The European Space Agency has ordered six ATVs as part of a barter arrangement with NASA under which Europe’s contribution to the station’s maintenance and operation is paid through ATV missions instead of cash.
These flights are not part of the commercial accord.
In addition to carrying water, food and supplies to the station, the ATV is able to raise the station’s orbit, a function needed on a regular basis.
NASA currently plans to seek commercial space station cargo-supply services, with an initial bid solicitation for such services expected to be issued to industry late this year, Karas said.
EADS Space Transportation officials said they had the right to market the ATV outside Europe.
The current ATV mission profile calls for it to be carried into orbit atop a European Ariane 5 rocket. Officials said it is possible that alternative rockets could be used in the future to launch the vehicle.
Lockheed Martin and EADS Space Transportation also are part of a team bidding to build NASA’s Crew Exploration Vehicle. Alenia Spazio of Italy is part of a competing team led by Boeing Co. and Northrop Grumman Corp.
Karas said Lockheed Martin has already applied for the U.S. government authorizations, called technical assistance agreements, needed to permit Lockheed Martin to work with EADS on the Crew Exploration Vehicle design.
Doug Young, Northrop Grumman’s Crew Exploration Vehicle program manager, said his company believes the NASA program will have to incorporate non-U.S. companies, although the form and extent of such international participation remains unknown.
NASA Chief, Industry Exec Warn of ITAR’s Impacts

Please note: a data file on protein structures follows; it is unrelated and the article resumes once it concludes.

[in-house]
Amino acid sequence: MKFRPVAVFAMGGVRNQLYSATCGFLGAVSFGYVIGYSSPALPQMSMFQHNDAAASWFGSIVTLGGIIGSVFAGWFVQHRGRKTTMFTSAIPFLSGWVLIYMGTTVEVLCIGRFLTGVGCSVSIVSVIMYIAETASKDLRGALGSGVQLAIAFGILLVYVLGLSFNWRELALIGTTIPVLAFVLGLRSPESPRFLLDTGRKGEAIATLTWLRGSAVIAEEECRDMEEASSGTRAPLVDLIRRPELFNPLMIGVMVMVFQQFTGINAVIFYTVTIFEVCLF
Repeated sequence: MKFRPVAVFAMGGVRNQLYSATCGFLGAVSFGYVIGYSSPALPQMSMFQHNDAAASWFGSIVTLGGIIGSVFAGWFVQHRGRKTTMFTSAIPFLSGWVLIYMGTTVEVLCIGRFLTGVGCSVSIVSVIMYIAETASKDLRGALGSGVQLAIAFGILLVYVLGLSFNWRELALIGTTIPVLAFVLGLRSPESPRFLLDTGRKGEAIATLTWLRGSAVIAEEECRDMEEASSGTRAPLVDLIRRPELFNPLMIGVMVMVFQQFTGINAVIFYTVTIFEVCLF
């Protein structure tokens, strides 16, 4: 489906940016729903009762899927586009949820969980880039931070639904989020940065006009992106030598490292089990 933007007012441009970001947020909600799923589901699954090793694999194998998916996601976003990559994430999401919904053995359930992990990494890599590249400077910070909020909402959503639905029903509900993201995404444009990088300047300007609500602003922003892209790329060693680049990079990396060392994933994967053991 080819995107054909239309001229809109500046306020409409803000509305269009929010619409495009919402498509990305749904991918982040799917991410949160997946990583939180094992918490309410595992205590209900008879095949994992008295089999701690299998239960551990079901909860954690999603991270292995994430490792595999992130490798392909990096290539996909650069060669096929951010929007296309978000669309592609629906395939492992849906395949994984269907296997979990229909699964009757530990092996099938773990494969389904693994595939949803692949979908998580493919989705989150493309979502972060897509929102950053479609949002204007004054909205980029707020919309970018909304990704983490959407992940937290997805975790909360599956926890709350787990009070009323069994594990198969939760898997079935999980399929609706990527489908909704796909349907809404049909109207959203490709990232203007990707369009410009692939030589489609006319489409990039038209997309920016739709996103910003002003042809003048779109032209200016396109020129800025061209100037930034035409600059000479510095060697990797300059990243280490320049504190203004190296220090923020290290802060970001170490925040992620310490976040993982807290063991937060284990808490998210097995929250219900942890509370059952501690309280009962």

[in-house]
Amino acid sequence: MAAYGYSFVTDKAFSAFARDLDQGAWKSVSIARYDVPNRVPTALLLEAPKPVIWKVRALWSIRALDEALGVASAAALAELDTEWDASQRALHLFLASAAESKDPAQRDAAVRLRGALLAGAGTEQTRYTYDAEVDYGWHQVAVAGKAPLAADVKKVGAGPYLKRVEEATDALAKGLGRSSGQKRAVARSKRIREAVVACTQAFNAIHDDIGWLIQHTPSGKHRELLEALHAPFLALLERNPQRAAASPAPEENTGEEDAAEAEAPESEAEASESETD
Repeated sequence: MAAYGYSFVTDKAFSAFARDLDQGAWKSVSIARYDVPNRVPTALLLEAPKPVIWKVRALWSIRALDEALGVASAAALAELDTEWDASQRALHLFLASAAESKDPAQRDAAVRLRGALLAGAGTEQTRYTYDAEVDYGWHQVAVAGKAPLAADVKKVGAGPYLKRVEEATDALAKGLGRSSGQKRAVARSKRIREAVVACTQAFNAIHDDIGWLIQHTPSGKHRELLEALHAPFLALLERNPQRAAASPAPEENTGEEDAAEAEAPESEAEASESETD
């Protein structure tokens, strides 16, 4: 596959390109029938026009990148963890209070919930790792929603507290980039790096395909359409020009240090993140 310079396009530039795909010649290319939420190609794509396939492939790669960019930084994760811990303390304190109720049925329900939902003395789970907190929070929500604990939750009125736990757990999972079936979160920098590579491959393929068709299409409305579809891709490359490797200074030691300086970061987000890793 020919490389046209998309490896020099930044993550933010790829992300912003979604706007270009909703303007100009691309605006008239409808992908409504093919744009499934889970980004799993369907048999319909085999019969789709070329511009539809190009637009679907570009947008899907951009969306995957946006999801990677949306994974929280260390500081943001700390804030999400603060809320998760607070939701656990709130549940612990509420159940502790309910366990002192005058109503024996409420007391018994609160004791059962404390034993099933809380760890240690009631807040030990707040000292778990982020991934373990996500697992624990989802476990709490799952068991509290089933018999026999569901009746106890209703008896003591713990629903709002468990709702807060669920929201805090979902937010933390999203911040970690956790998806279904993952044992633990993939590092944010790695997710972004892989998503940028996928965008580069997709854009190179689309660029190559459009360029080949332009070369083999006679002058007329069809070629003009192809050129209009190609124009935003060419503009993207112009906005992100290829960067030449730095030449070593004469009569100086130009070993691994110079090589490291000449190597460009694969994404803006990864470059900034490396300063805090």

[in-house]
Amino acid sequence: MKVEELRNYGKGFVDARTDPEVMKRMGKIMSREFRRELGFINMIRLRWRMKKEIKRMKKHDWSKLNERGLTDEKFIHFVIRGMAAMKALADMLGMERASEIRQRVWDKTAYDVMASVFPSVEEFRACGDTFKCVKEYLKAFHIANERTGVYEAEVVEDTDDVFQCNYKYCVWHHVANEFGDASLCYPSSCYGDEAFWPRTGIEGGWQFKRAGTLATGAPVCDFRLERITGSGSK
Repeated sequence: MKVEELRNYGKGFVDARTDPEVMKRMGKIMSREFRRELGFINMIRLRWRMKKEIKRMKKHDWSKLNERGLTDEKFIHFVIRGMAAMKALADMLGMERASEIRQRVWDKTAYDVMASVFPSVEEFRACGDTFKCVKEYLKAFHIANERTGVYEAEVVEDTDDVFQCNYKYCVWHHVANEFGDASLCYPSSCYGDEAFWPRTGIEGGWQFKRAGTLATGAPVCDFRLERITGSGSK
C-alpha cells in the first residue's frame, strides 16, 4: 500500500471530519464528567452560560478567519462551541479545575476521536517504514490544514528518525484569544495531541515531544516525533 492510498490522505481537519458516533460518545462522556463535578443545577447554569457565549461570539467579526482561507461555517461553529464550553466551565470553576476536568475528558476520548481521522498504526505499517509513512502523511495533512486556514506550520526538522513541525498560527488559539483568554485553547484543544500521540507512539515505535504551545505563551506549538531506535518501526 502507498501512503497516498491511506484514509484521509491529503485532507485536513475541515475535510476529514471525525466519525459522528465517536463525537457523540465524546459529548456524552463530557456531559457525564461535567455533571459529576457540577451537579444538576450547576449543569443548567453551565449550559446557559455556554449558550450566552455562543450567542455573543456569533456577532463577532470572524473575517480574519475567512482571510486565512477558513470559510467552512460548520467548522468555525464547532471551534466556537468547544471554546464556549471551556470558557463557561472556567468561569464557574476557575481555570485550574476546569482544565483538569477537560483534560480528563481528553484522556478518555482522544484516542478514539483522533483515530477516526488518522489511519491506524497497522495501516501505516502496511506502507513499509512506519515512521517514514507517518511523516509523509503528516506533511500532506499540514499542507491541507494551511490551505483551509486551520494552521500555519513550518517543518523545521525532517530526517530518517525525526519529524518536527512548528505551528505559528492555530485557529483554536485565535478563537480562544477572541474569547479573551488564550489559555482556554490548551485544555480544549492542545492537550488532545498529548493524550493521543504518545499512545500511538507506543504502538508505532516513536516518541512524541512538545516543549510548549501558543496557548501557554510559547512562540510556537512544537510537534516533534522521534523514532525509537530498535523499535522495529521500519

NASA Administrator Mike Griffin and Lockheed Martin Chairman Robert J. Stevens said U.S. technology-export regulations are a threat to trans-Atlantic cooperation in space and defense programs.
Griffin’s remarks, during a June 13 press briefing, were perhaps the strongest public statements on the subject from a NASA administrator since communications satellites and other space technologies were brought under U.S. arms-export regulations in 1999. These International Traffic in Arms Regulations (ITAR) make it more difficult to share technical information on satellites and other space systems between U.S. and non-U.S. companies and agencies.
“I have personally participated” in programs that were hampered by ITAR, Griffin said. “ITAR is an impediment to international cooperation. It is an issue. As we say in the United States, [a resolution] is above my pay grade. But we need to look carefully at whether or not ITAR is seeking the greater good.”
Stevens’ remarks June 12 included warnings to European governments that the U.S. Congress could have a severe reaction to a European lifting of the arms embargo on China, and that this reaction could “take the form of restricting the flow of technology from the United States to Europe.”
On the U.S. side, Stevens said, technology-transfer restrictions and occasional “Buy American” initiatives in the Congress can act as an impediment to trans-Atlantic business that benefits defense forces and taxpayers. “We believe that reasonable safeguards of sensitive technology can be achieved to enable international arrangements at no risk to the security of our forces,” Stevens said.
Space Shuttle Discovery Returns to Launch Pad
NASA’s Space Shuttle Discovery rolled back out to the launch pad at Kennedy Space Center, Fla., June 15 after being outfitted with a new external tank modified to minimize the buildup of potentially dangerous ice.